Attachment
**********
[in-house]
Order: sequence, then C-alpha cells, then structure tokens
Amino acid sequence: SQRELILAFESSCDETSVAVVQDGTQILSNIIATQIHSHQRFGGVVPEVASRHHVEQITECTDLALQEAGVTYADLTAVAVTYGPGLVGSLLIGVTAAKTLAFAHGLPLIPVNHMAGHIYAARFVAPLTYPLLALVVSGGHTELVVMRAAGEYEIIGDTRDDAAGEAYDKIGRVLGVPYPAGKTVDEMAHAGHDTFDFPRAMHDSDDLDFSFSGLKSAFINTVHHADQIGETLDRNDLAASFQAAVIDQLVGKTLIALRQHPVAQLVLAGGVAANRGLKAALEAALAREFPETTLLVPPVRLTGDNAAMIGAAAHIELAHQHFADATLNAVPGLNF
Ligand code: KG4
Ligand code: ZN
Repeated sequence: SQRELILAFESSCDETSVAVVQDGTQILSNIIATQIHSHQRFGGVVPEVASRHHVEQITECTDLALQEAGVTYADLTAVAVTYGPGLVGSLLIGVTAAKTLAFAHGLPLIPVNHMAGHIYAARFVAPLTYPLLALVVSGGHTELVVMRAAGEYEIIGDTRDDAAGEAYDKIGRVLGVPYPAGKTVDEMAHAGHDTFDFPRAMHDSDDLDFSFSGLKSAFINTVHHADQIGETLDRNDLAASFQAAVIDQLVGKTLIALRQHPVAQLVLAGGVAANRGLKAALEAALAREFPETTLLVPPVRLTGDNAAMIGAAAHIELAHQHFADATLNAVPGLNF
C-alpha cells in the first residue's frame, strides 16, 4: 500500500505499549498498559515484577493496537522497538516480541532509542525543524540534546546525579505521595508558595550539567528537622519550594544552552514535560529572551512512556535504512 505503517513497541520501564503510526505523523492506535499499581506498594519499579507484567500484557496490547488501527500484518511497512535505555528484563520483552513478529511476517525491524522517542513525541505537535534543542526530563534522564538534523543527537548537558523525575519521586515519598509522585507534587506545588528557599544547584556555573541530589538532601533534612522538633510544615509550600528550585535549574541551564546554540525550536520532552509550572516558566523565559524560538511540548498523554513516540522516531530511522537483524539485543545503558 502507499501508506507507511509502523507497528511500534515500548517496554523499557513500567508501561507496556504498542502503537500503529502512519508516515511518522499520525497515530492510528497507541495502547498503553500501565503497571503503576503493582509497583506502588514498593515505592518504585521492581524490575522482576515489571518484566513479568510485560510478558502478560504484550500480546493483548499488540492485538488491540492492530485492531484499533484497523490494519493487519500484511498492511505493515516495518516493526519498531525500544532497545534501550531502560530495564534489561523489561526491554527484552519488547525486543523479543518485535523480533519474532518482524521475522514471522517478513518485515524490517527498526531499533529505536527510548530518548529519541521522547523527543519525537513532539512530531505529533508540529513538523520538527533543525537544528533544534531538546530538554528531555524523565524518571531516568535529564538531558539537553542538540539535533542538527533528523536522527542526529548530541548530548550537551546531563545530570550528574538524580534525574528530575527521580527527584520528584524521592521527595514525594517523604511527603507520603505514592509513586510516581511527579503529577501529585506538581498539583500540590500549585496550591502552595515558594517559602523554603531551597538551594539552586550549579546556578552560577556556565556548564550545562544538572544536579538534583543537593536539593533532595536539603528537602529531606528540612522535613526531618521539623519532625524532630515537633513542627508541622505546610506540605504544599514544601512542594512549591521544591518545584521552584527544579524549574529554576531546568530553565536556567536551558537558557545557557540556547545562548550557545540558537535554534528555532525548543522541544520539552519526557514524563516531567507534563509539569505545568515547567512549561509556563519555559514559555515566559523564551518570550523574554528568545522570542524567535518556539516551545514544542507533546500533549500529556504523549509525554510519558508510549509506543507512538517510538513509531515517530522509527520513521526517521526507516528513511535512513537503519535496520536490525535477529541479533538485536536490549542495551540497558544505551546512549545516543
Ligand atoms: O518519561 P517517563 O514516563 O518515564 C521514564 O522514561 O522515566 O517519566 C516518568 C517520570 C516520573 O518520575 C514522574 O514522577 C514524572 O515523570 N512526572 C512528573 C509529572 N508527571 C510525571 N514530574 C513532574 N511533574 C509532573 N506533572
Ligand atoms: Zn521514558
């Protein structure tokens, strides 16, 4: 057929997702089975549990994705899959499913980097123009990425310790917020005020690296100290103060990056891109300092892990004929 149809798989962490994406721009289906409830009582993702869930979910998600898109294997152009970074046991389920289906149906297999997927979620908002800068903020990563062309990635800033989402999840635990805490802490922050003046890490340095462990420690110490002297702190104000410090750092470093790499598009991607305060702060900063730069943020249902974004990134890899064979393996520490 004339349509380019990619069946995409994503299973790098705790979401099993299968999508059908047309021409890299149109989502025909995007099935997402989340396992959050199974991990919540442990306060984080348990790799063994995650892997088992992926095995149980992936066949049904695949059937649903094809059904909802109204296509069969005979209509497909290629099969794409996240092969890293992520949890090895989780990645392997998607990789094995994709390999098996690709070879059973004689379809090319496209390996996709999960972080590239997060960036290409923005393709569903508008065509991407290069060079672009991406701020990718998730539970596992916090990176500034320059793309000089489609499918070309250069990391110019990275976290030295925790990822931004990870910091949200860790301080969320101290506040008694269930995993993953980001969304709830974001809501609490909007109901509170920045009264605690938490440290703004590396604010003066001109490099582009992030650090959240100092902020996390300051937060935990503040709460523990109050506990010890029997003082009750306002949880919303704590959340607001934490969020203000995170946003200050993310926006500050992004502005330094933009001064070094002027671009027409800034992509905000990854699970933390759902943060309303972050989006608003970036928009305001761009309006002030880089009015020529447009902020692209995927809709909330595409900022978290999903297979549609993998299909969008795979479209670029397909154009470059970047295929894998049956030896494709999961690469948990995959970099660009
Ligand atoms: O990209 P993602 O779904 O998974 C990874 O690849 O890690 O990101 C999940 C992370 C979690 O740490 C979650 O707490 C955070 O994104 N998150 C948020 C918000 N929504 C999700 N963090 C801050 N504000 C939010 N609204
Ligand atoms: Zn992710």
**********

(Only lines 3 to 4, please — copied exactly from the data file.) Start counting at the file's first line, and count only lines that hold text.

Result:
Amino acid sequence: SQRELILAFESSCDETSVAVVQDGTQILSNIIATQIHSHQRFGGVVPEVASRHHVEQITECTDLALQEAGVTYADLTAVAVTYGPGLVGSLLIGVTAAKTLAFAHGLPLIPVNHMAGHIYAARFVAPLTYPLLALVVSGGHTELVVMRAAGEYEIIGDTRDDAAGEAYDKIGRVLGVPYPAGKTVDEMAHAGHDTFDFPRAMHDSDDLDFSFSGLKSAFINTVHHADQIGETLDRNDLAASFQAAVIDQLVGKTLIALRQHPVAQLVLAGGVAANRGLKAALEAALAREFPETTLLVPPVRLTGDNAAMIGAAAHIELAHQHFADATLNAVPGLNF
Ligand code: KG4